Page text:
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Religion is vital contributor to national conversation

By Susan Gately - 31 October, 2015

Baroness O'Loan concerned at the increasing marginalisation of religion, particularly Christianity, even in nations which place great emphasis on tolerance.

Baroness Nuala O'Loan

Baroness Nuala O’Loan

The former Police Ombudsman in Northern Ireland has appealed to people to support legislators fighting on ethical and life issues and to flag issues in plenty of time before they have exploded in the public eye.

Baroness Nuala O’Loan appealed for support for legislators trying to do “what you and I would consider to be the right thing”: lawyers who sort out legal arguments and provide briefing papers, clergy and others who come in [to parliament] to explain issues.

“Support your legislators. It can be a lonely place,” she said.

Baroness O’Loan said it was important to look for what was coming over the horizon and to listen to young people on social media. “Church policy departments need to have someone tracking trends.”

Baroness O’Loan told CatholicIreland.net that the role of the Churches was to inform legislators.

“Legislators then have to make up their own minds what they do. It’s not about the Church telling Catholic legislators or Christian legislators what to do. It’s about making sure they are fully informed.”

Practically, she recommended sitting down with politicians, analysing issues presented by draft legislation, checking the law for them as it stood and what the impact would be on previous legislation.

“Support them in prayer and support them by making themselves available just to talk it through gently so that people who are going to face these issues on the floor of a chamber just have the capacity to think and to be informed.”

Baroness O’Loan was one of the speakers at a recent Inter Church meeting in county Laois, where she addressed the topic “Freedom of Religion and the Application of Human Rights in a changing society”.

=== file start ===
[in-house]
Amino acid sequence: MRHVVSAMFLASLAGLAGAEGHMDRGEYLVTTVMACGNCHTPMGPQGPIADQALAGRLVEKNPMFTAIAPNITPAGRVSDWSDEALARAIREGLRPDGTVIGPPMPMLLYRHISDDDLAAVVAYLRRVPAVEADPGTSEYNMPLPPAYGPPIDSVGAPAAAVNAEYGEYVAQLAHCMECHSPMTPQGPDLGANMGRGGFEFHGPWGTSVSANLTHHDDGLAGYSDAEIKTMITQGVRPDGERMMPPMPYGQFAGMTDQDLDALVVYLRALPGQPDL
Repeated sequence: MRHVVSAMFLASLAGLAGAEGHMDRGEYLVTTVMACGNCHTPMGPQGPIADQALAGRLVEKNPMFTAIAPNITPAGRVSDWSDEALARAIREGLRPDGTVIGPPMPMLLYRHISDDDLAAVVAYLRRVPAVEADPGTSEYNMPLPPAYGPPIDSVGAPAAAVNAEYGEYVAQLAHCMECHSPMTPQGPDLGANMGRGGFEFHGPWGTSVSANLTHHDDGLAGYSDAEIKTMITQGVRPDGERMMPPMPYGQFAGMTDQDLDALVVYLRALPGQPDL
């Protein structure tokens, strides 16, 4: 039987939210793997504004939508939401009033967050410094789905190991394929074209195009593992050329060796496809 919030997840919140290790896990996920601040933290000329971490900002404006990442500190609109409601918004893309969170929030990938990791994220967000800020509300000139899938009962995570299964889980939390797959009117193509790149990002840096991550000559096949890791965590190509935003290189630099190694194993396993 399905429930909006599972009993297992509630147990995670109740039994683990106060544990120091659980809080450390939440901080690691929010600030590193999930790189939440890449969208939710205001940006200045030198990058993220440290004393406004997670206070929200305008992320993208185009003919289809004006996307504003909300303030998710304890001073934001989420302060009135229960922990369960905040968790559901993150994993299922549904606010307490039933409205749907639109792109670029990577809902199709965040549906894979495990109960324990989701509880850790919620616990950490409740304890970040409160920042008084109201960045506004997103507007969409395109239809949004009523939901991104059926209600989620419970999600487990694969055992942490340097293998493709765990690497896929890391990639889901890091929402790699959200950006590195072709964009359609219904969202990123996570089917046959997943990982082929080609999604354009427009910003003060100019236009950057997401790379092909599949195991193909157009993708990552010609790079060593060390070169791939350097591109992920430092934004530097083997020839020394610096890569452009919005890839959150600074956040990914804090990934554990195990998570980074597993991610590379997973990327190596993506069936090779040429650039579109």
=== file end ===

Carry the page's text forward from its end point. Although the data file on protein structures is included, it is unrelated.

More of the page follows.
Nuala O'Loan addresses Irish Inter Church Meeting.

Nuala O’Loan addresses Irish Inter Church Meeting.

In her talk, she recalled Pope Benedict XVI’s address in Westminster Hall, London in September 2010 where he said religion was not a problem for legislators to solve but a vital contributor to the national conversation.

In his keynote speech, Pope Benedict had said, “In this light I cannot but voice my concern at the increasing marginalisation of religion, particularly Christianity, that is taking place in some quarters even in nations which place great emphasis on tolerance.”

He also highlighted that, “There are those who would advocate that the voice of religion be silenced or at least relegated to a purely private sphere and public celebrations like Christmas should be discouraged in the questionable belief that it might somehow offend those of other religions.”

The horror of the Second World War catapulted the world into the Universal Declaration of Human Rights in 1948, seen as the bedrock for the modern rights movement. Rights belong to individuals not groups explained Baroness O’Loan.

In relation to freedom of religion, it was a matter of choice. “If you have no choice then your freedom of religion is being interfered with. If you have a choice, it is not.”

Considering the recent Asher’s Bakery case, in which a bakery was found guilty of discrimination for refusing to make a cake carrying a pro-gay marriage slogan, Baroness O’Loan said it gave rise to concern about the “chilling effect on the right of people to live their lives in a way which reflects their religious beliefs while still acting in a commercial context.”

They could have those beliefs, she said, but could not run their bakery if they kept to them.

The closure of all the Catholic adoption agencies in the UK because they were not willing to place children for adoption with same sex couples was “a stark illustration of the tensions and problems created by attempting to impose parity of esteem on all these protected rights.”

The member of the House of Lords said that arguments promoting laws on life issues like abortion and assisted suicide often used the language of religion – care and concern for the person. “We have to claim that language back,” she added.

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